Can you explain why these two codes are the same? If you can explain it, that's great. That's really surprising because they are not equivalent.

Actually the original code is equivalent to the following code.

generate =
  ( user.paid_user? && ! user.new?) ||

Please have a time to compare these codes by yourself. It might be a bit surprising that there are || and && mixed.

So that's the problem of the original code. At first sight it looks easy to understand. But actually some confusing dependencies between lines are hidden behind the code. If you swap the 3rd and 4th lines of the original code, it changes the meaning, but such a constraint is not visible at first glance. You can notice such a dependency after you load the code into your brain and imagine how it will run, which takes much time.

On the other hand, in the last code, the logic and constraints is very clear from it's syntax. You can easily know from the bracket that you can not swap ! user.new? and user.normal_user?. It visually prevent you from making a stupid mistake.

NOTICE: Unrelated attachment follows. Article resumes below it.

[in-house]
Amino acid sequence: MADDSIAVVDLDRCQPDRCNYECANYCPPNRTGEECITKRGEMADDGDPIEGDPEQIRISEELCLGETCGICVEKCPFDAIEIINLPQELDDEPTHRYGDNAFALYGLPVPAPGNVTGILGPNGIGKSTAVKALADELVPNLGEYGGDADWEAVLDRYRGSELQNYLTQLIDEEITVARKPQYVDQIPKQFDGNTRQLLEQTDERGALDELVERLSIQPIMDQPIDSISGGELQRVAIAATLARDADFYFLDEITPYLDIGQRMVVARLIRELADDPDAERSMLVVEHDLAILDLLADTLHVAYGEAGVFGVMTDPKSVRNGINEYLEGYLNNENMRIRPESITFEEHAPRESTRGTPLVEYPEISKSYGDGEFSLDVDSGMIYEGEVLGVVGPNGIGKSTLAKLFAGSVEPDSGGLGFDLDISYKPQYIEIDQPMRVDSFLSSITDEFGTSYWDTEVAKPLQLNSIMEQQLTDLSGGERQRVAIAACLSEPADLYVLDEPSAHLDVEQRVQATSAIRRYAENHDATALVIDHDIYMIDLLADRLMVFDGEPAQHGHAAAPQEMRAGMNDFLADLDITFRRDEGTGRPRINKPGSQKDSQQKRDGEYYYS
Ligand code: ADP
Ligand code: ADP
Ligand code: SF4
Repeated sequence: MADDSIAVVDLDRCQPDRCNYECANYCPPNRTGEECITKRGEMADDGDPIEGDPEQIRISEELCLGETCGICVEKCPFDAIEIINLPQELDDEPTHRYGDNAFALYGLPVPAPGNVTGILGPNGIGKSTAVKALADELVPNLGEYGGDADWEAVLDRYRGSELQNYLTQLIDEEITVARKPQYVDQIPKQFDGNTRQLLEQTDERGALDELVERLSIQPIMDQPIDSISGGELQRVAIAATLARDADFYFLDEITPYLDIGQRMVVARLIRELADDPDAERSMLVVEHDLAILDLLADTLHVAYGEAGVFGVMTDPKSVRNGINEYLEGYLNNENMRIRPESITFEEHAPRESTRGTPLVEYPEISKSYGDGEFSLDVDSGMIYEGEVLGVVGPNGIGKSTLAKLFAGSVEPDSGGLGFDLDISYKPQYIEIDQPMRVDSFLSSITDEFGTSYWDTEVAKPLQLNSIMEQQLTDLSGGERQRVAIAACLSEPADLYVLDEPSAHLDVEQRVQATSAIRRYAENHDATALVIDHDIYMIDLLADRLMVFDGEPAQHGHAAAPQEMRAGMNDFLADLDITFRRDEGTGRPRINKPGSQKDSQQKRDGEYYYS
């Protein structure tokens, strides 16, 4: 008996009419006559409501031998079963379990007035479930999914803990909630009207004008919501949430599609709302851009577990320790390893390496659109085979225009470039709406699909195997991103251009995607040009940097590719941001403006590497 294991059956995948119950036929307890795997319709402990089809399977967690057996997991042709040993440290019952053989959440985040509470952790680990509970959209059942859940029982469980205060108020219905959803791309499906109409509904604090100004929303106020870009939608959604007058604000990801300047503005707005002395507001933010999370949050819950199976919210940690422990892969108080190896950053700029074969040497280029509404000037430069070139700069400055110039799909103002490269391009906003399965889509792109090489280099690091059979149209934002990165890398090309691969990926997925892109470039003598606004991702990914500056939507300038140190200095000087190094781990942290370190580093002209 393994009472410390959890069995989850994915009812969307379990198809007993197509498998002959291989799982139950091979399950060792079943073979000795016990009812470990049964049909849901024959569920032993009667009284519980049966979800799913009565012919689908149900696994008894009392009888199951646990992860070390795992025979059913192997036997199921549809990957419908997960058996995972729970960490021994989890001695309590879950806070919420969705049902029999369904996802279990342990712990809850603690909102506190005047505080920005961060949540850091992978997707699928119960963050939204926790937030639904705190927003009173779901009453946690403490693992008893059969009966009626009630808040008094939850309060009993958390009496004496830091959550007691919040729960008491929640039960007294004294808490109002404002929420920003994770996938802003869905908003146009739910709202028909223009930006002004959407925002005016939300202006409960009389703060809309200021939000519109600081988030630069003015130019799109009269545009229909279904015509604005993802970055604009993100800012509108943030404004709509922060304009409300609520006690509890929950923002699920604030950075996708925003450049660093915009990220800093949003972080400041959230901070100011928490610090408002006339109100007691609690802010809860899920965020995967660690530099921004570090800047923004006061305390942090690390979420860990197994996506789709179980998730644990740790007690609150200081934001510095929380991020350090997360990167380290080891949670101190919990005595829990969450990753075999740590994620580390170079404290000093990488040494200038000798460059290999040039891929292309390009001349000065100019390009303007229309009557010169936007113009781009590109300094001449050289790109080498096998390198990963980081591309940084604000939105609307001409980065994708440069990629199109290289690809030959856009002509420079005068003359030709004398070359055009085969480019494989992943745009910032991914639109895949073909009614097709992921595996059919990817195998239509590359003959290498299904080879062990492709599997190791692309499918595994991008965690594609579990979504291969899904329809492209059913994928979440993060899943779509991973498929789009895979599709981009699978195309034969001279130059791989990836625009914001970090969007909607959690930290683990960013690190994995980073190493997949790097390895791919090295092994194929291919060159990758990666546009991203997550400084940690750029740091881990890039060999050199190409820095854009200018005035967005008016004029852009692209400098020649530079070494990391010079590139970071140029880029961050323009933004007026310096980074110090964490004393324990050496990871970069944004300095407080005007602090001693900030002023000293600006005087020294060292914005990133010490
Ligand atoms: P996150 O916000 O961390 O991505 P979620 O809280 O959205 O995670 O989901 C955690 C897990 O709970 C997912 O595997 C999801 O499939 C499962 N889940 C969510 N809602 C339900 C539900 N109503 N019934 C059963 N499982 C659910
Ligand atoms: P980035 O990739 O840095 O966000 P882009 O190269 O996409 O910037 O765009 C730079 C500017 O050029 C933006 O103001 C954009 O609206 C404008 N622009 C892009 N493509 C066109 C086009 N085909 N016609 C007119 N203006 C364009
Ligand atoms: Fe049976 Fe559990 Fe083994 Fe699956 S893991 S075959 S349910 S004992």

This is basically what a state annoyingly does for us. We can write a program that depends on the state of variables. But the state is not visible in the code. So IDE nor compiler can not help you. And the state depends on the order of execution. So it's fragile by moving some lines of code. You need to spend time to imagine how it runs to understand in which state the variable is for every specific line of code. So it takes time. These are the part of reasons functional people say state is evil (there are more reasons) and love immutability.

To be more clear, these problem happens because the meaning of a variable changes before/after the mutation.

i = i + 1

Think about this code. The value of i changes at this line. So reading before this line and after this line requires you to refresh your memory. If there are many more mutation on many variables, it makes the code much harder to understand. But if the code is immutable, then any variable has only one meaning. If you look at one variable, then it's meaning is always same through it's scope. That makes things very simple.

It might be interesting to know that this concept was introduced by mathematician. In a mathematics world, we can never write an equation like i = i + 1. Mathematicial will deduce from the equation that 0 = 1, by reducing i from both side of the equation 😃